Igreja do Salvador de Tabuado

Marco de Canaveses, Tabuado - Marco de Canaveses


Church of the Saviour of Tabuado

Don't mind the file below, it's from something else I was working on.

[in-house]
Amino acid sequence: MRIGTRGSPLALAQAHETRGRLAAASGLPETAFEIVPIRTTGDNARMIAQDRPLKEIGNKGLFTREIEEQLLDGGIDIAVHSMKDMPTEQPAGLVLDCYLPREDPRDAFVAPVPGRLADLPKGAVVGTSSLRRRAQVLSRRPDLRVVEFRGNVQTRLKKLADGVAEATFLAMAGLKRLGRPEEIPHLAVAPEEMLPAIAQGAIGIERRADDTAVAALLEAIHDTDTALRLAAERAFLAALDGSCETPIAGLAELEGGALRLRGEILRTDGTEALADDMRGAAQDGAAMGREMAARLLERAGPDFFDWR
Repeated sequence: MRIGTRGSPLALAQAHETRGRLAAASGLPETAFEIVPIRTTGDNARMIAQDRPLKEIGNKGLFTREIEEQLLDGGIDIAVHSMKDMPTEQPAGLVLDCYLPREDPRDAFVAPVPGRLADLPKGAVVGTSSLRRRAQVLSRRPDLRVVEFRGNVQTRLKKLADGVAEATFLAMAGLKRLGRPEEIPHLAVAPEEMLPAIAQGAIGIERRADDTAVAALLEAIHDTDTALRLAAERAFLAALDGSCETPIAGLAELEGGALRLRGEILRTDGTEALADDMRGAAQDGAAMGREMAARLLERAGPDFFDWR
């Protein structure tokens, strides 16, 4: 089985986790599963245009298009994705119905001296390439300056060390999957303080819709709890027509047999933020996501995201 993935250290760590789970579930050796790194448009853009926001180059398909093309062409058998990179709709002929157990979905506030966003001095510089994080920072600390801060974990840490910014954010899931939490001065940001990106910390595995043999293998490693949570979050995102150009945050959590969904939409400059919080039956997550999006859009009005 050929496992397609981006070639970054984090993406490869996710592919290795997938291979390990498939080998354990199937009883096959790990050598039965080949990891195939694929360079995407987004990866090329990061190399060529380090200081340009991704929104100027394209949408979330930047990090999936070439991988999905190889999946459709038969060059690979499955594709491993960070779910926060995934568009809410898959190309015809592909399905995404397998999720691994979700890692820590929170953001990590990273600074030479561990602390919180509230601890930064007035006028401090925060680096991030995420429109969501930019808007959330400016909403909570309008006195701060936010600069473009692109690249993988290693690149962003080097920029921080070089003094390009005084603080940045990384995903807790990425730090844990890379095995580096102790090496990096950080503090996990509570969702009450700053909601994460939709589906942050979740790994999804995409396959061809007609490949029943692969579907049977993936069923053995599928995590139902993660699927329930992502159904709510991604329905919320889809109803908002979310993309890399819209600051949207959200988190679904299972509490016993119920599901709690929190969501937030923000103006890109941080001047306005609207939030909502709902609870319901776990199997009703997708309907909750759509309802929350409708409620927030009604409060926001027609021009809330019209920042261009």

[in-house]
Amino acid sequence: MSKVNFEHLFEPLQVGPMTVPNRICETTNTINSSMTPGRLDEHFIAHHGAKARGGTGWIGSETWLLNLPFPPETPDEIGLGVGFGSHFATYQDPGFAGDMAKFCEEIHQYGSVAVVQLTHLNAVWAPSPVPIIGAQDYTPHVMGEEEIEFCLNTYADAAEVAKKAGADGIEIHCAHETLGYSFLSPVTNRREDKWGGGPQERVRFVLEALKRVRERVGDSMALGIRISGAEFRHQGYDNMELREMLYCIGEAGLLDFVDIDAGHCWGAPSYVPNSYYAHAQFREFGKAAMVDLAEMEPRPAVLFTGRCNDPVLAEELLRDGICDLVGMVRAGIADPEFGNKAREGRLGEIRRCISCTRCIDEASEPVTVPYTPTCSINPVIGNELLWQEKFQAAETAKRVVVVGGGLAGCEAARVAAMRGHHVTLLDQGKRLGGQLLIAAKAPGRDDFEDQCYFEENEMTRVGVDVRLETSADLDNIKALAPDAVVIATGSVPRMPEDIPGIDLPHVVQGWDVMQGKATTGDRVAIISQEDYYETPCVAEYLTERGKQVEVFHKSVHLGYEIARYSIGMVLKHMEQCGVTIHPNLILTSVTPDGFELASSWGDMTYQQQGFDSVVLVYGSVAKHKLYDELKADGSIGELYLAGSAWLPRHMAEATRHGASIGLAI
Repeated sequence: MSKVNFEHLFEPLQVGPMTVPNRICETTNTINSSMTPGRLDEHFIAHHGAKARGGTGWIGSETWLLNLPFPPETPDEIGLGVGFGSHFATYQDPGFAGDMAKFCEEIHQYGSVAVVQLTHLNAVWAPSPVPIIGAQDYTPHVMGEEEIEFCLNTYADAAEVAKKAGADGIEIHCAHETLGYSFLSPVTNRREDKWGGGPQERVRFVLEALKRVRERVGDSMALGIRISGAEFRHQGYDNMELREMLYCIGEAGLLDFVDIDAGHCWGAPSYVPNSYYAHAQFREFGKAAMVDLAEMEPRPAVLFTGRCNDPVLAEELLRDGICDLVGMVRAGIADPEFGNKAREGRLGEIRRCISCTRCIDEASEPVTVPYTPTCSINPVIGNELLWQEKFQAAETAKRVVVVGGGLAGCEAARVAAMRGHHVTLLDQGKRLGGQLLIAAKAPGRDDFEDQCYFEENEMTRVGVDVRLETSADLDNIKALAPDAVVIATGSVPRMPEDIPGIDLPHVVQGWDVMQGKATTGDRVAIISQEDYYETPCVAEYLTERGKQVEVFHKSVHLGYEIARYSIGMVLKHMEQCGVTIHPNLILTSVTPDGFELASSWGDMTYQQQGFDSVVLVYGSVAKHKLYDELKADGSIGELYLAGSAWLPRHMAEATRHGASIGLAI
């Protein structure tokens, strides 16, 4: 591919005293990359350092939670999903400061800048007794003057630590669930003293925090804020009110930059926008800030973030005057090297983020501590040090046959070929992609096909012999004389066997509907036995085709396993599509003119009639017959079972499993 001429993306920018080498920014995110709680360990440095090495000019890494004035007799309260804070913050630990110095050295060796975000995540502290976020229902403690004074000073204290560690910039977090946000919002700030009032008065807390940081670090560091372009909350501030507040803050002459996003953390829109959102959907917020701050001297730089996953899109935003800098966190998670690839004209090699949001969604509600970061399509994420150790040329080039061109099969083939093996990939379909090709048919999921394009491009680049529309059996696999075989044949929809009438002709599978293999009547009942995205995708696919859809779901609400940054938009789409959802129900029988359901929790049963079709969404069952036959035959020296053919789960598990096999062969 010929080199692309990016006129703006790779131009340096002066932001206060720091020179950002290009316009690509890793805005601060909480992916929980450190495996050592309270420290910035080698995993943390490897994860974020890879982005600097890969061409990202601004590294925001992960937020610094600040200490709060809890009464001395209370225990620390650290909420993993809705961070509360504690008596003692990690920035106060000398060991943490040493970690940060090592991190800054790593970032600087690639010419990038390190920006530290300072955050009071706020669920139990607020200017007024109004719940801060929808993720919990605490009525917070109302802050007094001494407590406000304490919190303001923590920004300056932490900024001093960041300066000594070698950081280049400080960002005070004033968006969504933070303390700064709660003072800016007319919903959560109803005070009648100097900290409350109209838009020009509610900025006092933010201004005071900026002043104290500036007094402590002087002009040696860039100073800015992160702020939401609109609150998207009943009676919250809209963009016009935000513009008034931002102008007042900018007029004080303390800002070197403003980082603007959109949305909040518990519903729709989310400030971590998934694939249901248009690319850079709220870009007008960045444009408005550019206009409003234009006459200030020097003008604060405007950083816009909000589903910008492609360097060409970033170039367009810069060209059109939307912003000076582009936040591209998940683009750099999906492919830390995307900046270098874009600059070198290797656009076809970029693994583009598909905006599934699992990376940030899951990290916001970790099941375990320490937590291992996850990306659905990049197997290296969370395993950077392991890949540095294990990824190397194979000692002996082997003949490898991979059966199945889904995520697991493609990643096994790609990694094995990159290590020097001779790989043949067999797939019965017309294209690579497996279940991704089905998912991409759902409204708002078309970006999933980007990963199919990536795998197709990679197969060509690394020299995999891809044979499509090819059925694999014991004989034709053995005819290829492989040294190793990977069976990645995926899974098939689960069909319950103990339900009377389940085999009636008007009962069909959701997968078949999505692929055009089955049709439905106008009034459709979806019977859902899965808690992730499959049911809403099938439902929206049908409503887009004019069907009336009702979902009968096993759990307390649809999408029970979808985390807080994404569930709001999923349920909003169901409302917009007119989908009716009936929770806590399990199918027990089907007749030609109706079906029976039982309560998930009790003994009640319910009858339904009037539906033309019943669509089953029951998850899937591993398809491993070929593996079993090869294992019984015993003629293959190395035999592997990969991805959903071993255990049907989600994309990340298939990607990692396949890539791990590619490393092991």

While sources attest the existence, in the 12th century, of two temples in Tabuado, one dedicated to Saint Mary and another one to the Saviour, the latter seems to have won out as the leading patron. This was, however, erected later on, probably in mid-13th century, according to the proto-Gothic rosette in the main façade and other ornamental elements of the building. The main portal stands out for its quality: tympanum supported on corbels [salient support stones] in the form of bovine heads (such as the ones in the Monastery of Paço de Sousa, Penafiel) and capitals carved with botanic motifs. Also featured here is the pearls motif, recurrent in the Romanesque of the basins of the Tâmega and Sousa. The belfry stands as a defensive tower. In the body of the nave, and at the level of the cross arch, two buttresses remain, which accentuate the volumetrics of the Church. Inside, the most evident trace of the Romanesque is the triumphal arch, whose archivolts sit on two columns, with the lines of ashlars decorated with saw teeth and chained circles. Their capitals result from a contemporary arrangement. Vibrant is the 16th-century mural painting that covers the back wall of the chancel, depicting Christ as a judge, flanked by Saint John the Baptist and Saint James, the Greater.

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